Argued May 28, 2014.
Appeal from the United States District Court for the Eastern District of Wisconsin. No. 12-CR-244 -- Rudolph T. Randa, Judge.
For United States of America, Plaintiff - Appellee: William J. Lipscomb, Attorney, Office of The United States Attorney, Milwaukee, WI.
For Victor G. Banks, Defendant - Appellant: Joshua D. Uller, Attorney, Milwaukee, WI.
Before RIPPLE, WILLIAMS, and HAMILTON, Circuit Judges.
Hamilton, Circuit Judge.
Victor Banks played a small role in the sale of two guns to undercover federal agents and pled guilty to possessing a
firearm as a convicted felon. He appeals his sentence of three years in prison and three years of supervised release. Banks argues that the district court failed to calculate the applicable Sentencing Guidelines range, did not address his main mitigation argument, and imposed a substantively unreasonable sentence. We find no error and thus affirm.
In July 2012, Banks took part in the sale of two guns to a federal agent who was posing as an employee of a store in Milwaukee that was in fact an undercover operation run by the Bureau of Alcohol, Tobacco, Firearms, and Explosives. On the way into the store, Banks's associate James Warren asked him to hold a revolver. Banks put it in his waistband. Once inside, Warren negotiated the sale of the guns for $1,000. He took back the revolver from Banks and handed it to the buyer.
Banks and Warren then offered to sell the agent some crack cocaine. The agent said he had money only for the guns but that he would gladly purchase the crack the next day. Banks and Warren duly returned a day later and sold the agent one ounce of what turned out to be fake crack cocaine. (Banks was not charged for this sale, but it played a role in his sentencing, as explained below.) Based on his brief custody of the revolver in his waistband before the sale, Banks was charged with possessing a firearm as a convicted felon in violation of 18 U.S.C. § 922(g)(1). He pled guilty and now appeals his sentence. We discuss Banks's three arguments in turn.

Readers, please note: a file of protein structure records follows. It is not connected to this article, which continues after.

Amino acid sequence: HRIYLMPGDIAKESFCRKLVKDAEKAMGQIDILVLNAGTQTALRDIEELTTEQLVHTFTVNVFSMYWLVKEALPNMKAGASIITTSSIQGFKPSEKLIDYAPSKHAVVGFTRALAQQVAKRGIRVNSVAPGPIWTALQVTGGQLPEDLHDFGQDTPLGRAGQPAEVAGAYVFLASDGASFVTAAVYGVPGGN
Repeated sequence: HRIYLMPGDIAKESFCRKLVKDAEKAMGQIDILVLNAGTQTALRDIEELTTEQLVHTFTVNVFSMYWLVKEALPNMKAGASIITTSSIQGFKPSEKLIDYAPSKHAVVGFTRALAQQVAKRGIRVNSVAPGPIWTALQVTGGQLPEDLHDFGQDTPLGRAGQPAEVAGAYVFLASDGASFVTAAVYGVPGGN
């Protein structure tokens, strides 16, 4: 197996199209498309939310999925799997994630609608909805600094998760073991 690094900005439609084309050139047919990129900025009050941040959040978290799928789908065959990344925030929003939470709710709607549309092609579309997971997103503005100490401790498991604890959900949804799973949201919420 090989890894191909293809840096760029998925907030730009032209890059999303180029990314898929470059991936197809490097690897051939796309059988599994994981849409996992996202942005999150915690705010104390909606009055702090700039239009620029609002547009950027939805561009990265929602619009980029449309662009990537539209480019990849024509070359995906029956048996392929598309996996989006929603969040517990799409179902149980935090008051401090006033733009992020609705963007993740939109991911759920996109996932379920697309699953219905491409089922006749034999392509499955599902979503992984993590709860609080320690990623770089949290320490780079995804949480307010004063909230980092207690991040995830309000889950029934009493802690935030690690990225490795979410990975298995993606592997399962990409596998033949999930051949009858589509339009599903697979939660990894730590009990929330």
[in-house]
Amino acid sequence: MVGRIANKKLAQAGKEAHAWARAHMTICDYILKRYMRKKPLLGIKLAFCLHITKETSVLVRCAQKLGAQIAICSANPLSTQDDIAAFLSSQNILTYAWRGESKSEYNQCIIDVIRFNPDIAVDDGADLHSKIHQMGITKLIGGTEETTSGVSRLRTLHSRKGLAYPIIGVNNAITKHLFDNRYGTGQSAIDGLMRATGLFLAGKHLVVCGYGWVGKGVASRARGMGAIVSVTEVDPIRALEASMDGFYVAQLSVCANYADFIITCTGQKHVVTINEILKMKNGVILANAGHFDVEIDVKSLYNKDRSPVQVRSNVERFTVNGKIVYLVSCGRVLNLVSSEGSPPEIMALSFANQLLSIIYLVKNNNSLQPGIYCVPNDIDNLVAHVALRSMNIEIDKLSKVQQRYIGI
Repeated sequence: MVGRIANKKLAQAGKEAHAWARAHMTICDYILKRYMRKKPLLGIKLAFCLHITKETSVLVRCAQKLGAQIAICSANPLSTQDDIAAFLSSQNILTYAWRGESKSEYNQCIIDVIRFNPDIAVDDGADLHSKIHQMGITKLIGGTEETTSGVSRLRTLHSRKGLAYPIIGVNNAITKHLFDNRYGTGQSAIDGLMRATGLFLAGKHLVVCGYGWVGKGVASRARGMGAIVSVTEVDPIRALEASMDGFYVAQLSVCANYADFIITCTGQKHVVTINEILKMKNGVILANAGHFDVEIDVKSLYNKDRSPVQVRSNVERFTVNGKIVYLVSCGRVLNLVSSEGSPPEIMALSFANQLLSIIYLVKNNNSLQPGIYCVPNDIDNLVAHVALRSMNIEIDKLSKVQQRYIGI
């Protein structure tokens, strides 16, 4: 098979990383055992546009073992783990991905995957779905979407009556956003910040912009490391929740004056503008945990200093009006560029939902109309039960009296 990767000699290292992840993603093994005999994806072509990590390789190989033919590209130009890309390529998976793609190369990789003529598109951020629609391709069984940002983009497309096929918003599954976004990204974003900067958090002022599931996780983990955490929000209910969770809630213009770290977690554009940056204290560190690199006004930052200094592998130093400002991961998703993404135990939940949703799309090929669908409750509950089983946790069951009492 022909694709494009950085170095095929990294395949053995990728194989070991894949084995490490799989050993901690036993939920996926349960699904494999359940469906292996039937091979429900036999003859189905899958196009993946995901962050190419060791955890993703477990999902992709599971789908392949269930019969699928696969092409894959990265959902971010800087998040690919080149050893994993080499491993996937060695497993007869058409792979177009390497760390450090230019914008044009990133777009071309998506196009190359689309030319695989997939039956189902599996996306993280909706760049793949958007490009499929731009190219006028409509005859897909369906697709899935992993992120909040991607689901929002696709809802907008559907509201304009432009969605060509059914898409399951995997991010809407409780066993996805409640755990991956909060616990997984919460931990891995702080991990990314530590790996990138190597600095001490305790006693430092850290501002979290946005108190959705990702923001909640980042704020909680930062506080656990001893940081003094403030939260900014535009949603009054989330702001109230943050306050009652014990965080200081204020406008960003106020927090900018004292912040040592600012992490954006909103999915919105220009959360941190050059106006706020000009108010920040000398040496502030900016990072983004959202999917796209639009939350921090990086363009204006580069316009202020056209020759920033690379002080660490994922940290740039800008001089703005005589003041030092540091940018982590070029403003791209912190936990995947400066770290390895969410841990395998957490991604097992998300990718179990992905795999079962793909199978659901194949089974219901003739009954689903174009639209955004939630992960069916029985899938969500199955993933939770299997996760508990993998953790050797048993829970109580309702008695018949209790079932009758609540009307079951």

1. Banks first claims that the district court committed a reversible error by failing to calculate his Sentencing Guidelines range. He bases this argument on two facts. One is that his initial presentence report said that his guideline range was 41 to 51 months when in fact it was 30 to 37 months. The report correctly calculated that Banks had an offense level of 17 and a criminal history category of III. (Unlawfully possessing a firearm after an earlier felony drug conviction gave Banks a base offense level of 20, U.S.S.G. § 2K2.1(a)(4)(A), which was reduced three levels for acceptance of responsibility under § 3E1.1(b).) But for unknown reasons the initial report misstated the resulting guideline range. The second fact on which Banks relies is that the district judge never explicitly stated the correct range at sentencing.
The Supreme Court has made clear that a district court must begin sentencing by calculating the applicable guideline range. See Peugh v. United States, 133 S.Ct. 2072, 2080, 186 L.Ed.2d 84 (2013), citing Gall v. United States, 552 U.S. 38, 49, 128 S.Ct. 586, 169 L.Ed.2d 445 (2007); see also United States v. Garcia, 754 F.3d 460, 483 (7th ...